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Rates of reaction.

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Introduction

RATES OF REACTION BY FAHAD ASHRAF Background Knowledge The rate of a chemical reaction is a measure of how fast the reaction takes place. In order for a chemical reaction to take place, the reactant particles must collide with each other, and a fixed amount of energy called the activation energy (Ea) must be reached. If a collision between particles can produce sufficient energy (i.e. if the particles collide fast enough and in the right direction) a reaction will take place. Not all collisions will result in a reaction. The rate of reaction increases if there is an increase in the total number of collisions. This is called collision theory (see diagram below). . The following factors affect the rate of a reaction: - Temperature The rate of a chemical reaction increases as the temperature increases. A rough rule of thumb, which applies to many reactions at around room temperature, is that a 10oC increase in temperature approximately doubles the rate of a reaction. Upon increasing the temperature, the particles move faster. This has two effects. As the particles are moving faster they will travel a greater distance in a given time and so will be involved in more collisions. Also, as the particles are moving faster a larger proportion of the collisions will be exceed the activation energy. ...read more.

Middle

From preliminary work, the following concentrations of hydrochloric acid will be used, 0.5M, 1.0M, 1.5M and 2.0M, and the volume of carbon dioxide gas will be measured in intervals of thirty seconds. Prediction: If the concentration of hydrochloric acid is doubled, the rate of reaction will also double. Theory behind prediction: If the concentration of hydrochloric acid is doubled, the number of acid particles per cubic centimetre will double, hence there will be twice as many collisions occurring between the hydrochloric acid and calcium carbonate particles per cubic centimetre. This will result in the rate of reaction increasing by a factor of two. This prediction will be tested by plotting graphs of time (s) against volume of carbon dioxide gas evolved (cm3) for the different concentrations of acid, and comparing the gradient of the graphs at a given time. If the rate of reaction doubles the gradient of the graph will double. The general shape of the graphs should be as shown below. The rate of reaction is greatest when the gradient is steepest, i.e. at the start of the reaction, as both the reactants are at their highest concentration. As the reaction precedes the concentration of the reacting substances decreases and the rate of reaction decreases, therefore the gradient becomes less steep. The reaction is complete when the graph becomes horizontal, i.e. ...read more.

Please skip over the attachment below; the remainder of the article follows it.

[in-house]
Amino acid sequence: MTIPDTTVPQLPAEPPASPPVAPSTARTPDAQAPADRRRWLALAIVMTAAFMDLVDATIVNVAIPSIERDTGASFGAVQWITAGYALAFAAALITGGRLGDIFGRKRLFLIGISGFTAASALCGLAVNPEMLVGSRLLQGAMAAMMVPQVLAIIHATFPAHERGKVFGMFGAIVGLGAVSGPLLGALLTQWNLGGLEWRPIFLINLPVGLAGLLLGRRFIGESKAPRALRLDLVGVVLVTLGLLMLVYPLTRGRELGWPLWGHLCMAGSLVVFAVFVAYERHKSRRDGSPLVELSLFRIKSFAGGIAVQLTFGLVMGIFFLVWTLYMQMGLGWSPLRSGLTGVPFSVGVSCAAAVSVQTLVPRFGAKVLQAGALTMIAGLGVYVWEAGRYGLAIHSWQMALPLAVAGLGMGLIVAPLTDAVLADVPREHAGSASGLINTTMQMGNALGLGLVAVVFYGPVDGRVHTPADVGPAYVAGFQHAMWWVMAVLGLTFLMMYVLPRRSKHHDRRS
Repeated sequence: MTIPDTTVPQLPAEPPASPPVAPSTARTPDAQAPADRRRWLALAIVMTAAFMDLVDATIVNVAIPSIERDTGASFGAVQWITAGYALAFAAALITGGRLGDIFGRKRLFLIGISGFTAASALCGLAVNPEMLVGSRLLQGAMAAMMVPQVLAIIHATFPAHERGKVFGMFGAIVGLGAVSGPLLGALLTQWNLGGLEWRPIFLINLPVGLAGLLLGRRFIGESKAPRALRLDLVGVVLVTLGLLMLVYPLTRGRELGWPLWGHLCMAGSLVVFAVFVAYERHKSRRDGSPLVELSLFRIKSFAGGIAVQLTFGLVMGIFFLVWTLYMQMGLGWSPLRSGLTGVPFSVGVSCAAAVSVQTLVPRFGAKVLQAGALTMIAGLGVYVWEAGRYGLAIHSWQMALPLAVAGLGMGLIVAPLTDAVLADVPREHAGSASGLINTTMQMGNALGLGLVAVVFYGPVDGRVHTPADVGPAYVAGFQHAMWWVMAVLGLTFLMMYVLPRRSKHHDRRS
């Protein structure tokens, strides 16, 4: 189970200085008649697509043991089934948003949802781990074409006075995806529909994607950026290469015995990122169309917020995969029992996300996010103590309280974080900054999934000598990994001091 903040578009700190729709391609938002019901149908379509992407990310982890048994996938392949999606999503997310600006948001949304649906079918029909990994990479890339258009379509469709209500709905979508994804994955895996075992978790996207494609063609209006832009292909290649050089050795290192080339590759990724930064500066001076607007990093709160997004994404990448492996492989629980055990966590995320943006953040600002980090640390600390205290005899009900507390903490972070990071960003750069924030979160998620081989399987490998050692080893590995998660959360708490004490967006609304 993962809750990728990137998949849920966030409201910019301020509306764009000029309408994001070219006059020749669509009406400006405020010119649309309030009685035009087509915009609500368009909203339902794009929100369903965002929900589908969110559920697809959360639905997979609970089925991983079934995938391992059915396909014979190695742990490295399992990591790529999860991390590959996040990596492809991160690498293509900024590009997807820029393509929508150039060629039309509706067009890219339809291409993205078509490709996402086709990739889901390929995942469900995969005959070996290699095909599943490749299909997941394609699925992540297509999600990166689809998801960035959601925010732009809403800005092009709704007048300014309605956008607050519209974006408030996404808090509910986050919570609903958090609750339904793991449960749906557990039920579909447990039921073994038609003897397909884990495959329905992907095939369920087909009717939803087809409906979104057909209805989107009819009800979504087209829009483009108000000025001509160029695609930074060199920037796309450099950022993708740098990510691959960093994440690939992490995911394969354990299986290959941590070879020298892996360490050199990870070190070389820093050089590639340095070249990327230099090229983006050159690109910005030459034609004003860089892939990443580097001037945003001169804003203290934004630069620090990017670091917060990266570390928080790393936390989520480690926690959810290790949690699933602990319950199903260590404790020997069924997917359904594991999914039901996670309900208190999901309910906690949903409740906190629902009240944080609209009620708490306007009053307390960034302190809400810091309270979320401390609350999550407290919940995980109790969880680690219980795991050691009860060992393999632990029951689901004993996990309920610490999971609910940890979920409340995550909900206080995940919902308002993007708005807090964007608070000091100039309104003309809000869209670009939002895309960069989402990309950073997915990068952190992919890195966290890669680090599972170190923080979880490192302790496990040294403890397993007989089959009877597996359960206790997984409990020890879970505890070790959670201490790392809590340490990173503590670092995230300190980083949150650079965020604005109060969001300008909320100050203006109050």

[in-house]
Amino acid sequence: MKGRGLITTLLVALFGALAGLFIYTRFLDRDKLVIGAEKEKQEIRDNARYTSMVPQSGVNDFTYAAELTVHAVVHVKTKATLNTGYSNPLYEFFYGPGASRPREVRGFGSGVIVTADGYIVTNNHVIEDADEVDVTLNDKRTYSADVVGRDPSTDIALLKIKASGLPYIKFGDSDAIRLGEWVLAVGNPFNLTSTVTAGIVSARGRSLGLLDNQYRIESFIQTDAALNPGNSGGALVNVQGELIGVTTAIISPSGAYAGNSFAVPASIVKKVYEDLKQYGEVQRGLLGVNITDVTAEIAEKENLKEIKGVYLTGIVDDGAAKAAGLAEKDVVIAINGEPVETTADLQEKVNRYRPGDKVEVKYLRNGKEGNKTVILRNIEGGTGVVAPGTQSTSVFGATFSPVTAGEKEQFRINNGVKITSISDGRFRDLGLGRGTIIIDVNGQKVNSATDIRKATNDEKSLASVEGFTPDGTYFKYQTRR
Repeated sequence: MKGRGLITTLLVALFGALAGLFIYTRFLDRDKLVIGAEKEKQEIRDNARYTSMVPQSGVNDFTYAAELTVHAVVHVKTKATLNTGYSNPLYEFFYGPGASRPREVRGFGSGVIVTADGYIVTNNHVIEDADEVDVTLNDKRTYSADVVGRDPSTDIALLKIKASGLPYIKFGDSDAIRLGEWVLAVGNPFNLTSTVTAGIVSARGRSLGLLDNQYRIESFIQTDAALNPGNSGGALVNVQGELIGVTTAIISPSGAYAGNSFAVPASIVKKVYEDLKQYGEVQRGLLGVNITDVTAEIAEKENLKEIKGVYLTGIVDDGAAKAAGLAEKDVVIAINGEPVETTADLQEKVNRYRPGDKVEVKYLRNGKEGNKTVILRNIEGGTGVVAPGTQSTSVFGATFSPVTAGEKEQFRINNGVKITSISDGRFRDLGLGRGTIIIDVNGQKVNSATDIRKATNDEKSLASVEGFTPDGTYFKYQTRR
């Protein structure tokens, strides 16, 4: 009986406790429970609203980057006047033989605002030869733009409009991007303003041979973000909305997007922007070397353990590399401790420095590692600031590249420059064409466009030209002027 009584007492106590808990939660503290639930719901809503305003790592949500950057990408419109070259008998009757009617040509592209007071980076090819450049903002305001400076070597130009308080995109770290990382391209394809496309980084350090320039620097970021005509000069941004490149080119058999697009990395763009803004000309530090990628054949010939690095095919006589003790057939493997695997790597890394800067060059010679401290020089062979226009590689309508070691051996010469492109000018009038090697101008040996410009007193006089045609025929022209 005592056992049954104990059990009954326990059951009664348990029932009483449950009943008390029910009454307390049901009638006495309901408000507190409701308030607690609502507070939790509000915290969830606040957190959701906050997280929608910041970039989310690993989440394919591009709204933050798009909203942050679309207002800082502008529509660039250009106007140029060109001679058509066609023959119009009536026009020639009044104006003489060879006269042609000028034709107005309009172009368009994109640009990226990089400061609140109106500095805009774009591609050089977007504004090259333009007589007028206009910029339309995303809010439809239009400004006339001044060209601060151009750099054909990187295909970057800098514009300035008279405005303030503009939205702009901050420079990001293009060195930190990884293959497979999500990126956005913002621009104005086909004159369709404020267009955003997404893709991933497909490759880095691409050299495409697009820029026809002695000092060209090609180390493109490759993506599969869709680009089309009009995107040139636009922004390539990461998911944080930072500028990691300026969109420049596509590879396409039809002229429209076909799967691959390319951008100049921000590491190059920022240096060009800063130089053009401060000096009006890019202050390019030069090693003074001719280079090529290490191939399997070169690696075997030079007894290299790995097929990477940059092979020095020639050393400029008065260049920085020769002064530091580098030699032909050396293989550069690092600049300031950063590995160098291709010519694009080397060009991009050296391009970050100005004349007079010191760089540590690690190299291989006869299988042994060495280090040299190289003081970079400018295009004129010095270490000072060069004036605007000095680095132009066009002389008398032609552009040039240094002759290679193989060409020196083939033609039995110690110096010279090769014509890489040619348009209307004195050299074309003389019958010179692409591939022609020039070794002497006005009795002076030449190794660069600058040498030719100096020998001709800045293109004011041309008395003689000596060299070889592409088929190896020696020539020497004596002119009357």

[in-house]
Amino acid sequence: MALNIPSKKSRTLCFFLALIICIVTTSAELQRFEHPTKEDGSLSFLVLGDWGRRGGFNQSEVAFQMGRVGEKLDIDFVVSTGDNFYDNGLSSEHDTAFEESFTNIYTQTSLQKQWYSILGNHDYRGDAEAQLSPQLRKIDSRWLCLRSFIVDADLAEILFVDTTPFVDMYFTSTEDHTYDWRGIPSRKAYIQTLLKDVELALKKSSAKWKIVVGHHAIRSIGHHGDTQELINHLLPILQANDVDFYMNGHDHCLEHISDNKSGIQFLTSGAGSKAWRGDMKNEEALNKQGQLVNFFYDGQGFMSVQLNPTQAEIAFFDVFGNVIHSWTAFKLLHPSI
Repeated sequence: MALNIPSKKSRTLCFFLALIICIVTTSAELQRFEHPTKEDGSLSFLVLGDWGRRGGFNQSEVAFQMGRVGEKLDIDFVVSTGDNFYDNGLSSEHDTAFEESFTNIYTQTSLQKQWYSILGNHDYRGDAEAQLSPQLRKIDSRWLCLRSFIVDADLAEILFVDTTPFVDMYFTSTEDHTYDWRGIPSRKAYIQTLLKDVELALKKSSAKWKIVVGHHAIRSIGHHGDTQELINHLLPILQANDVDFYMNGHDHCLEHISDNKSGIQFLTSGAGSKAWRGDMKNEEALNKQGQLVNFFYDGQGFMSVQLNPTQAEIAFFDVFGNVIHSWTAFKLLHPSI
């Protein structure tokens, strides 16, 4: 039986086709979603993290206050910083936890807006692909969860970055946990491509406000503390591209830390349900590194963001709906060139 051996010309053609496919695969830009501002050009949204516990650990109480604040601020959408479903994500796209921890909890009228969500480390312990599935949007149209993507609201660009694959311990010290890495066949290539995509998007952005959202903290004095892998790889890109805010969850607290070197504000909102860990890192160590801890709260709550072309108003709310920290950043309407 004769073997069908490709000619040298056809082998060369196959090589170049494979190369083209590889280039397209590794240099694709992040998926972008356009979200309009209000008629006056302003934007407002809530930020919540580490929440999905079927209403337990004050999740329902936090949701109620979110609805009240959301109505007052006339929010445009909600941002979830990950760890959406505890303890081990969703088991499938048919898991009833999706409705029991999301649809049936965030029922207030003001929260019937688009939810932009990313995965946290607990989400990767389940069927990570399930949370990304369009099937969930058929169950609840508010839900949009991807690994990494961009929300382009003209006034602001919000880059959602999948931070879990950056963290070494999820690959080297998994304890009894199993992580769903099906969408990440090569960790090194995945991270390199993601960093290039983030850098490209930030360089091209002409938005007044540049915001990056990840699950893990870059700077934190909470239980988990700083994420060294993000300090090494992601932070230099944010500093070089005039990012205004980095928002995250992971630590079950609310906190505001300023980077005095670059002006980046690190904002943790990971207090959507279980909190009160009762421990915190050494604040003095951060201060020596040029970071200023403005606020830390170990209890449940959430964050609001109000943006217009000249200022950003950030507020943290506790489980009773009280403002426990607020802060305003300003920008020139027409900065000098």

Conclusion

Overall the results show good agreement with my predictions. CONCLUSION Overall the results showed good agreement with the predictions. This is beacause the experimental setup is reasonably accurate, and only a few problems were encountered. Although there are no anamolous results , a few points lie outside the line of best fit. The results where repeaed twice and the values were averged. In some cases there was not very good agreement between the two values. Due to time constraints the experiment could not be repeated for a third time. Had the experiment been repeated for a third time we could discard the value not consistent with the other two and hence obtain more accuarate results. The errors present in the experimental setup include errors due to parralex( can be avoided my take measurements at eye level), the presence of bubbles in the measuring cylinder and the reaction of carbon dioxide with water (to form carbonic acid). All these errors would give innacurate measurements of the volume of gas. These could be overcome by using a syring the collect the gas, rather than collecting the gass under water. Other errors include judgement errors and errors due to reaction times. This experiment could be exteneded by investigating the other variables which effect the rate of reaction, using different reactants and by using different experimental methods. Other methods include, sampling and titration and the use of a coloriemeter. ...read more.

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